Understanding what works for prevention

Understanding and engaging with research and evidence is critically important for anyone involved in funding, commissioning, designing, delivering and evaluating prevention services for young people.

Ongoing research into building an evidence base for ‘what works’ underpins everything we do, from piloting programmes to engaging in national campaigns and policy development.

Mentor advocates for prevention programmes that have been proven by hard evidence to change young people’s attitudes and behaviour to alcohol and drugs and to (re-)engage them in education, training, volunteering and work.


Literature Review: Young people, mental health and substance use: Exploring the links (2018-present)

The review is part of a collaborative project between the Drug and Alcohol Research Centre, Middlesex University and MENTOR UK, providing key findings from the literature on mental health in childhood and adolescence and to consider, in particular, links between mental health and substance use. The second part of this project will look at existing interventions for young people experiencing mental health and substance use problems and consider the evidence for ‘what works’. See first part here

Families Together (2012 – present)

Families Together builds on the work of Mentor’s EU-funded kinship care project, completed in March 2011. This project takes that work to the next stage, helping to build emotional resilience and better family relationships among kinship care families. The project is structured to refine a sustainable, evidence-based model of support that can be readily adopted by all 32 local authorities in Scotland. See more.

Good Behaviour Game (2015 – 2019)

Mentor has been funded to lead a UK pilot of the Good Behavhiour Game (GBG), an evidence-based approach to classroom management that helps children learn how to work together to create a positive learning environment. See more.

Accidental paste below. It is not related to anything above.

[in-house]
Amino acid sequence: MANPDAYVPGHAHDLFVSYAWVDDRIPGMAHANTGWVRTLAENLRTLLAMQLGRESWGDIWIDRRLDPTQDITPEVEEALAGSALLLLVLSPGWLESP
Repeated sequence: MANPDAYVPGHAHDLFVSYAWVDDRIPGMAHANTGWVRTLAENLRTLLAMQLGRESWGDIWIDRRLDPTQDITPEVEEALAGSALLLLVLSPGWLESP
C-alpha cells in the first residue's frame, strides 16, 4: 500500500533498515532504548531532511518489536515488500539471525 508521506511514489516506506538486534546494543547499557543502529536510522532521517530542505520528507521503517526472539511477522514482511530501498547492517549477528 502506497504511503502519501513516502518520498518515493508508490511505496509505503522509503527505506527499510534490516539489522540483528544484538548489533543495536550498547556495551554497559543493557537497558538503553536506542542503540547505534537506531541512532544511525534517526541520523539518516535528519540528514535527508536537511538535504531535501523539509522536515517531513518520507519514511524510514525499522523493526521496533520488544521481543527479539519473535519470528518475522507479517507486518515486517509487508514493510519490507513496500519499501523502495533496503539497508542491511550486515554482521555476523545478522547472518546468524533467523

The Bottle Project (2015 – present)

The Bottle Project is a peer-led programme that aims to build resilience to risks – particularly alcohol misuse and offending behaviour – and to foster healthy ambition, determination and a sense of community among participants. See more.

M-PACT Plus (2013 – present)

Mentor was commissioned to evaluate M-PACT Plus, a joint project between Place2Be and Action on Addiction which involves training school staff to identify children affected by parental drug and alcohol misuse. See more.


Unplugged (compl. 2017)

Mentor led a pilot of the life-skills based prevention programme Unplugged in secondary schools and Pupil Referral Units in Salford, Staffordshire and the Greater Manchester area. See more.

Alcohol & Youth Offending (compl. 2013)

This 12-month study, a joint project between Mentor and Alcohol Concern, aimed to research the links between alcohol use and criminal activity amongst young Londoners receiving non-custodial court sentences. See more.

London Youth Involvement Project (compl. 2013)

LYIP aimed to research effective ways to place young people’s voices at the heart of debates around drug and alcohol prevention. This project highlighted just how essential it is to listen to the very people we aim to prevent coming to harm from drugs and alcohol. See more.

Relative Support (compl. 2013)

Mentor’s report on the needs and experiences of Scottish kinship carers was the first stage in its strategic partnership with government to improve outcomes for children in kinship care. See more.

Street Talk (compl. 2012)

Over an intensive six-month period, Mentor and Addaction trained more than 150 youth workers across England to deliver over 800 interventions aiming to reduce alcohol and drug misuse and related anti-social behaviour. Street Talk used an innovative data capture method – a specially designed Android app integrating screening, evaluation and intervention into one package. See more.

Peer Alcohol Education Project (compl. 2011)

This two-year project was delivered across Scotland to young people at serious risk of alcohol misuse. The research conducted during this project showed peer education to be an effective way of changing young people’s attitudes to alcohol. See more.

BME and Rural Community Alcohol Project (compl. 2011)

This project aimed to improve the evidence around alcohol prevention projects with young people from black and minority ethnic (BME) and rural backgrounds. See more.

Grandparents Project (compl. 2007)

This project was developed in collaboration with Adfam and Grandparents Plus to assess the needs of grandparents who are bringing up their grandchildren as kinship carers, so that they can better protect them from developing problems with alcohol or drugs. This research later informed the definitive Kinship Care Guide for Scotland. See more.